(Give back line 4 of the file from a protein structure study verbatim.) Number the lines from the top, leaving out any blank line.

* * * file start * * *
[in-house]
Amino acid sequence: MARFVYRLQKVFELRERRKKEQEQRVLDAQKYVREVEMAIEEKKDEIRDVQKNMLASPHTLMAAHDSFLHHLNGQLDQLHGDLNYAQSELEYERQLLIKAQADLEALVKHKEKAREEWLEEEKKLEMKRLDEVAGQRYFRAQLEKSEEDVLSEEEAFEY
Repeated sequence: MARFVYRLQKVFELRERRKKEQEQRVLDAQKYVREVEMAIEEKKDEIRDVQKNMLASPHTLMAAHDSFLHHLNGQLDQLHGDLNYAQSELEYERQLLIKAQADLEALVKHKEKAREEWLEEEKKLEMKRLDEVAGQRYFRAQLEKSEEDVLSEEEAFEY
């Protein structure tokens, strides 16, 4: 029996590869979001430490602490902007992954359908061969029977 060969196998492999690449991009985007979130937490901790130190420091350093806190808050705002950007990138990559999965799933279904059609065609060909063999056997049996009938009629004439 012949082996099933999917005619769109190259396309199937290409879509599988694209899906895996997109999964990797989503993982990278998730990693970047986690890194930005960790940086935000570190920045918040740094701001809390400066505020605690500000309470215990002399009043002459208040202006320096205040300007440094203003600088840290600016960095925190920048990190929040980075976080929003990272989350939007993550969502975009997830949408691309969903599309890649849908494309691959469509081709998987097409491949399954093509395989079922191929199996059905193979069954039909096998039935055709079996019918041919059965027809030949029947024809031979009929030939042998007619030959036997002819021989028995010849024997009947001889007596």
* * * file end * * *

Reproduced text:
């Protein structure tokens, strides 16, 4: 029996590869979001430490602490902007992954359908061969029977 060969196998492999690449991009985007979130937490901790130190420091350093806190808050705002950007990138990559999965799933279904059609065609060909063999056997049996009938009629004439 012949082996099933999917005619769109190259396309199937290409879509599988694209899906895996997109999964990797989503993982990278998730990693970047986690890194930005960790940086935000570190920045918040740094701001809390400066505020605690500000309470215990002399009043002459208040202006320096205040300007440094203003600088840290600016960095925190920048990190929040980075976080929003990272989350939007993550969502975009997830949408691309969903599309890649849908494309691959469509081709998987097409491949399954093509395989079922191929199996059905193979069954039909096998039935055709079996019918041919059965027809030949029947024809031979009929030939042998007619030959036997002819021989028995010849024997009947001889007596």